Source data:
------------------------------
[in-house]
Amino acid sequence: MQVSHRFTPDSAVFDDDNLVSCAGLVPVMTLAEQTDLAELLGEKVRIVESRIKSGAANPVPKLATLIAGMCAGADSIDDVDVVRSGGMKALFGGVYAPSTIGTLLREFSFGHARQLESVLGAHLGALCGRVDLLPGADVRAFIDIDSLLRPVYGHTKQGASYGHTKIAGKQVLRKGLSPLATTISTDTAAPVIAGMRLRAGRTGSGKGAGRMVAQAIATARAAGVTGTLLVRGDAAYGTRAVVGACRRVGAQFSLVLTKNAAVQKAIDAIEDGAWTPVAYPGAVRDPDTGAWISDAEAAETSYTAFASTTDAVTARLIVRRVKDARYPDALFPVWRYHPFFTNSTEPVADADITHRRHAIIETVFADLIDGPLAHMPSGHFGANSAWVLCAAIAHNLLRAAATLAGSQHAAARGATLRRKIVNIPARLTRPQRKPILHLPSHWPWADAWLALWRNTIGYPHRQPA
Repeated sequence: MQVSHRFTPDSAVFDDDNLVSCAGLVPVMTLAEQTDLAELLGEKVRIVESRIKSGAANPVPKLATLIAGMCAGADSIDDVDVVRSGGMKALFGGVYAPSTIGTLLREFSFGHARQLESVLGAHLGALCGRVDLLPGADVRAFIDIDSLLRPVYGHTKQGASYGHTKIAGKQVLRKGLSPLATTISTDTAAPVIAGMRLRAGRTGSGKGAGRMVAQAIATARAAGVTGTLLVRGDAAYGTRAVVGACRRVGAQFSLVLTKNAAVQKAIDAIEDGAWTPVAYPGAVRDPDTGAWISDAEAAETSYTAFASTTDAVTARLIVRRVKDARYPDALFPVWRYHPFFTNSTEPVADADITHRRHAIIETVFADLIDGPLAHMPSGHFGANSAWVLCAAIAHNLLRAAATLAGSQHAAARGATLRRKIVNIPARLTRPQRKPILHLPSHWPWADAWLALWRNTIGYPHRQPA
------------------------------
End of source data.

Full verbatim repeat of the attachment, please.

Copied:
[in-house]
Amino acid sequence: MQVSHRFTPDSAVFDDDNLVSCAGLVPVMTLAEQTDLAELLGEKVRIVESRIKSGAANPVPKLATLIAGMCAGADSIDDVDVVRSGGMKALFGGVYAPSTIGTLLREFSFGHARQLESVLGAHLGALCGRVDLLPGADVRAFIDIDSLLRPVYGHTKQGASYGHTKIAGKQVLRKGLSPLATTISTDTAAPVIAGMRLRAGRTGSGKGAGRMVAQAIATARAAGVTGTLLVRGDAAYGTRAVVGACRRVGAQFSLVLTKNAAVQKAIDAIEDGAWTPVAYPGAVRDPDTGAWISDAEAAETSYTAFASTTDAVTARLIVRRVKDARYPDALFPVWRYHPFFTNSTEPVADADITHRRHAIIETVFADLIDGPLAHMPSGHFGANSAWVLCAAIAHNLLRAAATLAGSQHAAARGATLRRKIVNIPARLTRPQRKPILHLPSHWPWADAWLALWRNTIGYPHRQPA
Repeated sequence: MQVSHRFTPDSAVFDDDNLVSCAGLVPVMTLAEQTDLAELLGEKVRIVESRIKSGAANPVPKLATLIAGMCAGADSIDDVDVVRSGGMKALFGGVYAPSTIGTLLREFSFGHARQLESVLGAHLGALCGRVDLLPGADVRAFIDIDSLLRPVYGHTKQGASYGHTKIAGKQVLRKGLSPLATTISTDTAAPVIAGMRLRAGRTGSGKGAGRMVAQAIATARAAGVTGTLLVRGDAAYGTRAVVGACRRVGAQFSLVLTKNAAVQKAIDAIEDGAWTPVAYPGAVRDPDTGAWISDAEAAETSYTAFASTTDAVTARLIVRRVKDARYPDALFPVWRYHPFFTNSTEPVADADITHRRHAIIETVFADLIDGPLAHMPSGHFGANSAWVLCAAIAHNLLRAAATLAGSQHAAARGATLRRKIVNIPARLTRPQRKPILHLPSHWPWADAWLALWRNTIGYPHRQPA